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ODOT reflects on accomplishments of 2014
Opening of major section of Interstate 75 in Lima marks significant milestone
 
LIMA (Monday, January 26, 2015) The Ohio Department of Transportation (ODOT) District 1 has observed special times in its history.
The completion of the relocation and expansion of U.S. 30 in Hancock, Wyandot and Crawford counties in 2008, and of U.S. 24 in Defiance, Paulding and Henry counties in 2009 are certainly notable.
But the district has never rebuilt an interstate.
In 2012, ODOT District 1 began the first of three projects to reconstruct the existing lanes of Interstate 75 and reconstruct all interchanges and bridges in the city of Lima and Allen County from just north of Ohio 81 near Stewart Road to the Auglaize County line.
“The reconstruction of Interstate 75 is not a typical highway construction project,” said Kirk Slusher, Ohio Department of Transportation District 1 deputy director. “The accomplishment of planning, designing and constructing a project of this scope should not go unheralded,” he said.
With two years left to go before the third and final phase of the $150 million project is complete, transportation officials are reflecting on what has been achieved so far on the reconstruction of Interstate 75 in Allen County and other significant projects completed in 2014.
Slusher noted some of the most significant milestones of the Interstate 75 reconstruction project to this point:
  • The northern section from Ohio 81 to Fourth Street was completely opened to traffic late last fall. Reconstructed interchanges at Ohio 81, Ohio 117/309 and Fourth Street are operating with the latest in traffic signal technology.
  • The safety upgrade of Ohio 117/309 from east of Ohio 117 to the Allen County fairgrounds completed its first full year of operation in 2014. The project added a raised-curb median, constructed U-turn locations, upgraded or installed traffic signals and consolidated driveways. A similar project on the west side of Lima, completed in 2012, resulted in a 45 percent reduction in injury accidents.
  • The “Real American Strength” slogan, signature gears logo and blue color denoting Lima and the Allen County region are displayed on the interchanges and bridges. ODOT worked closely with city and county representatives to include its branding initiative in the project to define the area to motorists along the Interstate 75 corridor.

To the department’s knowledge, this is the only area in the state where an aesthetic theme was used throughout a region on several structures on an interstate (view video regarding the branding effort between ODOT and the Lima region: http://youtu.be/dUhxAVjd6Us.)

 
Other significant highway projects completed during 2014 within District 1:
  • The reconstruction of the U.S. 224 interchange with Interstate 75 in Findlay was completed late in 2014. The $10.6 million project, constructed by Miller Brothers, Archbold, was one of the first projects in the state to be completed with revenue from Governor Kasich’s Jobs and Transportation program which leverages future funds from the Ohio Turnpike to rebuild the state’s infrastructure and create construction jobs.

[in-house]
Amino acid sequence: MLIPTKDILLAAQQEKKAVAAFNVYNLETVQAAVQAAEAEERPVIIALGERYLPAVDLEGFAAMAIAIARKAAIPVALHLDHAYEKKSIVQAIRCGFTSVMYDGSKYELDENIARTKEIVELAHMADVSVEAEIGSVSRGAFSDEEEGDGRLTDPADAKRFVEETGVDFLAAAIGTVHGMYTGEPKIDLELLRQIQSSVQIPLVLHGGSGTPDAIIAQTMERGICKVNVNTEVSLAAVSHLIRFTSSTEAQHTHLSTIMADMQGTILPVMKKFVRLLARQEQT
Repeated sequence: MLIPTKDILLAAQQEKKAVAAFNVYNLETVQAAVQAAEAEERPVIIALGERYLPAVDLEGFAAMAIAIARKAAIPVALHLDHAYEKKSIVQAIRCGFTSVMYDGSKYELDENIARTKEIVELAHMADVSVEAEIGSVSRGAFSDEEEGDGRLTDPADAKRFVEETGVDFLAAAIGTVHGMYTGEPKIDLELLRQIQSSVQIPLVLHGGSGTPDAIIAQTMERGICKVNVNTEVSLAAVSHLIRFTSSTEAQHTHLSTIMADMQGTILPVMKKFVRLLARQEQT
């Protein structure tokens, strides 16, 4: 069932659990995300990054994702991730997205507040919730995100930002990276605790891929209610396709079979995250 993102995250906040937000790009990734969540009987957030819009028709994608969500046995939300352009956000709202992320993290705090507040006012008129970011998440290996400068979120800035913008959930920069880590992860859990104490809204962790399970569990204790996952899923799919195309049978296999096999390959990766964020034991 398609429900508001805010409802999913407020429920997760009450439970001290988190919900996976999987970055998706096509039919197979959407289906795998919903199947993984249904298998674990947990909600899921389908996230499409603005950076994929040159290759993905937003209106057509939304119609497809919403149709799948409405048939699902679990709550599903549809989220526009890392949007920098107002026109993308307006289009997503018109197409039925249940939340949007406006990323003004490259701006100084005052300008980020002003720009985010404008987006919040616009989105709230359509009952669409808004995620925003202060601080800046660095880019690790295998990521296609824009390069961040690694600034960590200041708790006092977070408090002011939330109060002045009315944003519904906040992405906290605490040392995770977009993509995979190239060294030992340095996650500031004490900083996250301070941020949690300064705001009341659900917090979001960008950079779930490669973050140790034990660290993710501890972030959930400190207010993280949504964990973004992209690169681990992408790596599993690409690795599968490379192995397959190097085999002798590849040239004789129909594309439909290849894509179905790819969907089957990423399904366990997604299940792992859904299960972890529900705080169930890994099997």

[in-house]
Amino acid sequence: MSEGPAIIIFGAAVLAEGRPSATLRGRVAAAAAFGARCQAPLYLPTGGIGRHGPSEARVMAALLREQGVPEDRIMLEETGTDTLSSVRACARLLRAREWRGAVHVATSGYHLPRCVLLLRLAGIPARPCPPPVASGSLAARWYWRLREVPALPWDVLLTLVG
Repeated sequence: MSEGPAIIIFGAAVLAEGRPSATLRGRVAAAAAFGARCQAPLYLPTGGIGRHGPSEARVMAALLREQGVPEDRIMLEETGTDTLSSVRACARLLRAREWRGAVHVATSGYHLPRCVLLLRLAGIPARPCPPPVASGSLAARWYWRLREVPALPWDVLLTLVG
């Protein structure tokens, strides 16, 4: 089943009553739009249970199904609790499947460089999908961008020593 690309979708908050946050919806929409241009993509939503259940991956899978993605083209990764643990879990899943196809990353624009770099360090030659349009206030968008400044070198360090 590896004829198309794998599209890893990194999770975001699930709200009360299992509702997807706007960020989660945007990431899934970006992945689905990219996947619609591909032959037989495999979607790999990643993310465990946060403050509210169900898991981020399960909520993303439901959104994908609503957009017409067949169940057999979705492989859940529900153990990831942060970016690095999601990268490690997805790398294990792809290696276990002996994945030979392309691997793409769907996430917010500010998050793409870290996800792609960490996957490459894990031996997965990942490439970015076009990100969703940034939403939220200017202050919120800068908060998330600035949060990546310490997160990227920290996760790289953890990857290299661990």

• The replacement of a culvert on Ohio 18 in Defiance replaced a deteriorated sandstone arch culvert, constructed in 1937, with a box culvert measuring 18 feet wide by 10 feet high. The project extended the culvert to twice its original length to approximately 126 feet long. The project bid amount was 711,000.
  • Work completed last year by contractors within the district totaled $93.9 million in highway improvements which included $15.8 million for resurfacing of approximately 192 lane miles of highways, $11.6 million for the replacement or rehabilitation of nine bridges, and $5.5 million in culvert, slide repair and miscellaneous maintenance work.
  • The current I-75 reconstruction project, being performed by Beaver Excavating of Canton, represents $60.8 million of the total construction program amount for 2014.

In addition to those projects completed by contractors, ODOT District 1’s own highway forces completed the following during 2014:
  • Used 15,000 tons of asphalt in pavement repair
  • Chipped and sealed 90 lane miles of state highway
  • Placed 17,000 tons of berm stone
  • Repaired 8,000 feet of guardrail
  • Used 15,000 gallons of material to seal pavement cracks
  • Applied 180 miles of traffic paint
  • Repaired 9,000 signs
  • Sealed 15,000 square yards of bridge decks
  • Repaired 2,000 square feet of bridge deck
  • Installed 6,000 feet of culvert pipe

“These dollars and stats represent an investment in keeping our pavements and bridges among the highest rated in the state. We will continue to be an example of excellence in government through well planned construction and maintenance practices,” said Slusher.
For more on the reconstruction of Interstate 75 and other projects upcoming in the area visit the ODOT District 1 website at www.transportation.ohio.gov/dist1.
 
Ohio’s highways are essential to keeping and creating new jobs. With a mission to provide easy movement of people and goods from place to place, the Ohio Department of Transportation (ODOT) is responsible for maintaining one of the largest transportation networks in the nation. Guided by ethical principles and accountability, ODOT works to improve safety, enhance travel and advance economic development. As a $2.8 billion enterprise, the department wisely invests in its core services of snow and ice removal, annual construction program and highway maintenance operations.
 
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For more information contact:
Rhonda Pees, Public Information Officer, at (419) 999-6803
or email
D01.PIO@dot.state.oh.us